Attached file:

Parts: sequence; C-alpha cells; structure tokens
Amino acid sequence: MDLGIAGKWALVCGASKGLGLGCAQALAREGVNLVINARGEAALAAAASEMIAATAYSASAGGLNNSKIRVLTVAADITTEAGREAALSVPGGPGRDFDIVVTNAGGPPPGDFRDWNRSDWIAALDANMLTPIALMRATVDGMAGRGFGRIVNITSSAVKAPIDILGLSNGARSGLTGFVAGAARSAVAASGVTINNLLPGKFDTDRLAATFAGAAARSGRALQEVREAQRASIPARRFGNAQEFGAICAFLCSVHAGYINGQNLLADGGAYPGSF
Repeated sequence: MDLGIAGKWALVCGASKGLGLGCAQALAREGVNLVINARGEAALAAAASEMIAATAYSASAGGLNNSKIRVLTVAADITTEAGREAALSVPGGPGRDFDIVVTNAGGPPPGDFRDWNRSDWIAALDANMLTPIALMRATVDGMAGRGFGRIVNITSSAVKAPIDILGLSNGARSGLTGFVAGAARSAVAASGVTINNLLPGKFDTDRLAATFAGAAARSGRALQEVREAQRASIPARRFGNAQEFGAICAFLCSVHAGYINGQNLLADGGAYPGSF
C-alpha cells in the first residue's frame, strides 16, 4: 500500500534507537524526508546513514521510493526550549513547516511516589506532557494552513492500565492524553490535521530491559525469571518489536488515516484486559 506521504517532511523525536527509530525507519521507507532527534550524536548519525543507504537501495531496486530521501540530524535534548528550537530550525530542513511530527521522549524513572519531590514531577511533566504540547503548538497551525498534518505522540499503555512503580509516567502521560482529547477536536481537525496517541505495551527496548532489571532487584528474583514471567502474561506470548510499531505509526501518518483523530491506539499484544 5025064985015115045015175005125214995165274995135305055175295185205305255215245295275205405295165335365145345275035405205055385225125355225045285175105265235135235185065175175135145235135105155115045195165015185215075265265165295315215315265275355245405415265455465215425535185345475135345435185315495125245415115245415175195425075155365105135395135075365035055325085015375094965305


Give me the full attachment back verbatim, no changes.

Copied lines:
Parts: sequence; C-alpha cells; structure tokens
Amino acid sequence: MDLGIAGKWALVCGASKGLGLGCAQALAREGVNLVINARGEAALAAAASEMIAATAYSASAGGLNNSKIRVLTVAADITTEAGREAALSVPGGPGRDFDIVVTNAGGPPPGDFRDWNRSDWIAALDANMLTPIALMRATVDGMAGRGFGRIVNITSSAVKAPIDILGLSNGARSGLTGFVAGAARSAVAASGVTINNLLPGKFDTDRLAATFAGAAARSGRALQEVREAQRASIPARRFGNAQEFGAICAFLCSVHAGYINGQNLLADGGAYPGSF
Repeated sequence: MDLGIAGKWALVCGASKGLGLGCAQALAREGVNLVINARGEAALAAAASEMIAATAYSASAGGLNNSKIRVLTVAADITTEAGREAALSVPGGPGRDFDIVVTNAGGPPPGDFRDWNRSDWIAALDANMLTPIALMRATVDGMAGRGFGRIVNITSSAVKAPIDILGLSNGARSGLTGFVAGAARSAVAASGVTINNLLPGKFDTDRLAATFAGAAARSGRALQEVREAQRASIPARRFGNAQEFGAICAFLCSVHAGYINGQNLLADGGAYPGSF
C-alpha cells in the first residue's frame, strides 16, 4: 500500500534507537524526508546513514521510493526550549513547516511516589506532557494552513492500565492524553490535521530491559525469571518489536488515516484486559 506521504517532511523525536527509530525507519521507507532527534550524536548519525543507504537501495531496486530521501540530524535534548528550537530550525530542513511530527521522549524513572519531590514531577511533566504540547503548538497551525498534518505522540499503555512503580509516567502521560482529547477536536481537525496517541505495551527496548532489571532487584528474583514471567502474561506470548510499531505509526501518518483523530491506539499484544 5025064985015115045015175005125214995165274995135305055175295185205305255215245295275205405295165335365145345275035405205055385225125355225045285175105265235135235185065175175135145235135105155115045195165015185215075265265165295315215315265275355245405415265455465215425535185345475135345435185315495125245415115245415175195425075155365105135395135075365035055325085015375094965305